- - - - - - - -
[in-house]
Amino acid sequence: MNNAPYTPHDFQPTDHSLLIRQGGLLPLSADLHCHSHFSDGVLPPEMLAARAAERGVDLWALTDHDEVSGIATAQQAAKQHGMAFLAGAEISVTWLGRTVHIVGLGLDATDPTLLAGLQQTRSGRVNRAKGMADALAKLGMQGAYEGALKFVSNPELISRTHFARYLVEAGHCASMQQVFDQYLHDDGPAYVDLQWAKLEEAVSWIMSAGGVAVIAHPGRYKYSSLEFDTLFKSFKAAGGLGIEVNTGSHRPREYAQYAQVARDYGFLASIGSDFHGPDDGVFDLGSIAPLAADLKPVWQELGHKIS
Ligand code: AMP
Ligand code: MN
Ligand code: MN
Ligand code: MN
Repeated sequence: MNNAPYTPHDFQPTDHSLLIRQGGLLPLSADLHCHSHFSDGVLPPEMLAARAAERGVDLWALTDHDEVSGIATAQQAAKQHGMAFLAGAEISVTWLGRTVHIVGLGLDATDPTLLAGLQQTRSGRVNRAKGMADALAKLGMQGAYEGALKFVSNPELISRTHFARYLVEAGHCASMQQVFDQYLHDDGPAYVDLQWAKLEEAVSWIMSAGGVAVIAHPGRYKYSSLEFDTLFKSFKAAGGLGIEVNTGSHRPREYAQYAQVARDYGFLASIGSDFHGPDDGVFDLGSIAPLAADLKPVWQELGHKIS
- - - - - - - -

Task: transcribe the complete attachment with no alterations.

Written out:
[in-house]
Amino acid sequence: MNNAPYTPHDFQPTDHSLLIRQGGLLPLSADLHCHSHFSDGVLPPEMLAARAAERGVDLWALTDHDEVSGIATAQQAAKQHGMAFLAGAEISVTWLGRTVHIVGLGLDATDPTLLAGLQQTRSGRVNRAKGMADALAKLGMQGAYEGALKFVSNPELISRTHFARYLVEAGHCASMQQVFDQYLHDDGPAYVDLQWAKLEEAVSWIMSAGGVAVIAHPGRYKYSSLEFDTLFKSFKAAGGLGIEVNTGSHRPREYAQYAQVARDYGFLASIGSDFHGPDDGVFDLGSIAPLAADLKPVWQELGHKIS
Ligand code: AMP
Ligand code: MN
Ligand code: MN
Ligand code: MN
Repeated sequence: MNNAPYTPHDFQPTDHSLLIRQGGLLPLSADLHCHSHFSDGVLPPEMLAARAAERGVDLWALTDHDEVSGIATAQQAAKQHGMAFLAGAEISVTWLGRTVHIVGLGLDATDPTLLAGLQQTRSGRVNRAKGMADALAKLGMQGAYEGALKFVSNPELISRTHFARYLVEAGHCASMQQVFDQYLHDDGPAYVDLQWAKLEEAVSWIMSAGGVAVIAHPGRYKYSSLEFDTLFKSFKAAGGLGIEVNTGSHRPREYAQYAQVARDYGFLASIGSDFHGPDDGVFDLGSIAPLAADLKPVWQELGHKIS